JOHN DICKERSON:  Kellyanne, sorry to interrupt. But just on this question of — Mr. Trump is still skeptical that the Russians were even involved. Leaving aside the question of whether it affected the election or not, you have the CIA, the FBI, the Director of National Intelligence, now a number of Republicans saying it’s clear that the Russians hacked – that, just as a basic premise is clear. Mr. Trump since late September has said that he doesn’t think that’s the case. He still says that now. What does he know that all those intelligence officers don’t know?

KELLYANNE CONWAY:  John, where is the evidence? Why, when CIA officials were invited to a House intelligence briefing last week did they refuse to go? Instead, they’re talking to the media. That undermines our national security, our intelligence operations. Why are they doing that–

JOHN DICKERSON:  But does he himself have evidence, Kellyanne, that suggests that this isn’t the case?

And on and on it went.

The impression that the GOP has lost its collective wits and foreign policy credibility hardened as hyperpartisan Republican guests on the shows (who supported every half-baked conspiracy theory Trump advanced in the campaign) parroted the willful denial routine and pretended this is simply a Democratic scheme to make Trump’s victory seem less legitimate. These same people for eight years have accused President Obama of not defending America when he voiced viewpoints favored by, for example, the Iranians. Their concern for national security now takes a back seat to partisan hackery.

Republicans would be wise to follow the recommendation of Sens. Chuck Schumer (D-N.Y.), John McCain (R-Ariz.), Lindsey Graham (R-S.C.) and Jack Reed (D-R.I.) to form a select committee. They want it to investigate the Russian hacking and also to help formulate a strategy to counter cyberattacks from Russia and other powers. Opposition to such an idea is inexplicable and unwise, suggesting that the GOP and incoming administration do not want to pursue a credible, bipartisan investigation. Are they so afraid of what it might uncover?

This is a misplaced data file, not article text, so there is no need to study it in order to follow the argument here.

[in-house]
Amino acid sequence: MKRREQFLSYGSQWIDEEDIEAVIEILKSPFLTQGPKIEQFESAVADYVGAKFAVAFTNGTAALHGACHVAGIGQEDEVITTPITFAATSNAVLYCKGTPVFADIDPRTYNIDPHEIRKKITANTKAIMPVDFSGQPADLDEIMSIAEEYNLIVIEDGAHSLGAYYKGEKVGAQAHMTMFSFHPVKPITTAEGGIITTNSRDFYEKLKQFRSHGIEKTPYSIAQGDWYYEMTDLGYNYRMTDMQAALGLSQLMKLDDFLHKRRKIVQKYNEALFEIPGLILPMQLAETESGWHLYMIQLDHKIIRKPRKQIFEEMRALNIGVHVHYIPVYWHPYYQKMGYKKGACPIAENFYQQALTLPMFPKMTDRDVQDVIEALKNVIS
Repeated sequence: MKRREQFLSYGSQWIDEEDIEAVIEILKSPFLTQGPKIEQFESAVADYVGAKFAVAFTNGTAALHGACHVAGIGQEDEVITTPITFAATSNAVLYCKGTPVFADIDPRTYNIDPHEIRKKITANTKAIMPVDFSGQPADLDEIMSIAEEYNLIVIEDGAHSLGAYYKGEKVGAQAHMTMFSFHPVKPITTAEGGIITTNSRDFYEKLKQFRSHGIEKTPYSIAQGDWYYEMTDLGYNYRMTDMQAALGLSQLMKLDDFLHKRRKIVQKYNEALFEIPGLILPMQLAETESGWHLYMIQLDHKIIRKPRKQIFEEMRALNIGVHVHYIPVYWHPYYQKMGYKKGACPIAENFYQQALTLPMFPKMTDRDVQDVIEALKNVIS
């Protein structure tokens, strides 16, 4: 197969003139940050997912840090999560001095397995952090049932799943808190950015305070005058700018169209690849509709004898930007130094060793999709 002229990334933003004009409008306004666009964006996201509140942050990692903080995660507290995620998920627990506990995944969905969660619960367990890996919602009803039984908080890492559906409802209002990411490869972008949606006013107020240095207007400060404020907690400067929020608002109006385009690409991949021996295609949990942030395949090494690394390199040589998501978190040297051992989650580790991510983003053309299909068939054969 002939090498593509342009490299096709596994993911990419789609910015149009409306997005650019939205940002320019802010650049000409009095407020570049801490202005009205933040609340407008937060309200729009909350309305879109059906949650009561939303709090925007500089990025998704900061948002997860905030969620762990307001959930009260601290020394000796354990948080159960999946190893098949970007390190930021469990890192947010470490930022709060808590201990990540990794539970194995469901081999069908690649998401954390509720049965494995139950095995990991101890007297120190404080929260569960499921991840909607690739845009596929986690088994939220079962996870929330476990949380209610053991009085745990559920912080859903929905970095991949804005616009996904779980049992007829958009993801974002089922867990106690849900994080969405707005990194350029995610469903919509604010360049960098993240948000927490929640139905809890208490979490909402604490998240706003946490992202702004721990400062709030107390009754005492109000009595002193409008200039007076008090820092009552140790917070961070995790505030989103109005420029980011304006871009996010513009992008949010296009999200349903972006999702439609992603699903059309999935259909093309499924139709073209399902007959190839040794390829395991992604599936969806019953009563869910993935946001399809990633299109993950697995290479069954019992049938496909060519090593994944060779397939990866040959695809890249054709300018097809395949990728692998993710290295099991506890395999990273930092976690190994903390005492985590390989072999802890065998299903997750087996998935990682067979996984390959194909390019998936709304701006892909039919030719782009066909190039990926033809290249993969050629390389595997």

To be blunt, a legitimate question exists as to whose side Trump is on, at least for now. Rep. Adam Schiff (D-Calif.) cautioned that “if he can’t be believed because he’s sending out false Tweets or he’s persuaded the American people not to believe what our own intelligence agencies or he’s given the Russians such deniability that they can come back and say are these the same intelligence agencies that the president-elect told us not believe, he is damaging himself and our national security.”

Trump’s pro-Putin spin may vanish once the electors meet and his paranoia about losing the presidency is squelched. (His willingness to act contrary to our country’s best interest still would be horrifying, but at least the mental gymnastics would end, we hope, before taking office.) Alternatively, Trump’s insistence on channeling Putin’s propaganda may reflect a more permanent and creepier mindset that refuses to see Russia as a foe of the West. If the latter, how far will this go — blocking sanctions? Acceding to Russian aggression? The suspicion that Trump is Putin’s lapdog has cast a shadow over his secretary of state nominee, who is distinguished only by his chumminess with Putin.

We do not know if Trump has been bamboozled by pro-Putin aides or has personal/financial reasons for excessive sympathy toward Russia. Either way, his inability to distinguish friend from foe — and his own interests from those of the country’s — should deeply concern all Americans. Republicans who are enabling Trump’s delusions do themselves and the country a great disservice. They need to think long and hard about giving Putin political cover to attack Western democracies.

Let’s hope that, with the electoral college’s vote in the rearview mirror, Trump — and his Republican flacks — starts putting America, not Putin, first.